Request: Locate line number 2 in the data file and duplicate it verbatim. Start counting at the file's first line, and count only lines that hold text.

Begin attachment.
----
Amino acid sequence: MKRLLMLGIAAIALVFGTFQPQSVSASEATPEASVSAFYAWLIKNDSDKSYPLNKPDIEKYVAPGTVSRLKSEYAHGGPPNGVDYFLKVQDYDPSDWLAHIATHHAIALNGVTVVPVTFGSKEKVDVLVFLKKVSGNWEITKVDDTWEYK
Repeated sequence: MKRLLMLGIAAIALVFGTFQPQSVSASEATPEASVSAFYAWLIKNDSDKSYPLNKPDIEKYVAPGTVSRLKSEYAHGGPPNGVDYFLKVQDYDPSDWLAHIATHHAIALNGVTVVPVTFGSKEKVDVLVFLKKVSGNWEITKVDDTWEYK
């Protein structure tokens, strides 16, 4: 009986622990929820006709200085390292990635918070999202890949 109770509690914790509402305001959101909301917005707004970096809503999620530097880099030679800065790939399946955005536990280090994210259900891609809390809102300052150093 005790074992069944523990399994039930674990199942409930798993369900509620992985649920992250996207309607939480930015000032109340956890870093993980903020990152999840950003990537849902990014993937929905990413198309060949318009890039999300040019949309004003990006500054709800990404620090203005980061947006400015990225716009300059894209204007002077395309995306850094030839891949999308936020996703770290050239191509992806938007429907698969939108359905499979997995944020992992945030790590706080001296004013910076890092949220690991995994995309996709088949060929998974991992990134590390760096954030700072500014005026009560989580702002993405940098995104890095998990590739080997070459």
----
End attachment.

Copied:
Repeated sequence: MKRLLMLGIAAIALVFGTFQPQSVSASEATPEASVSAFYAWLIKNDSDKSYPLNKPDIEKYVAPGTVSRLKSEYAHGGPPNGVDYFLKVQDYDPSDWLAHIATHHAIALNGVTVVPVTFGSKEKVDVLVFLKKVSGNWEITKVDDTWEYK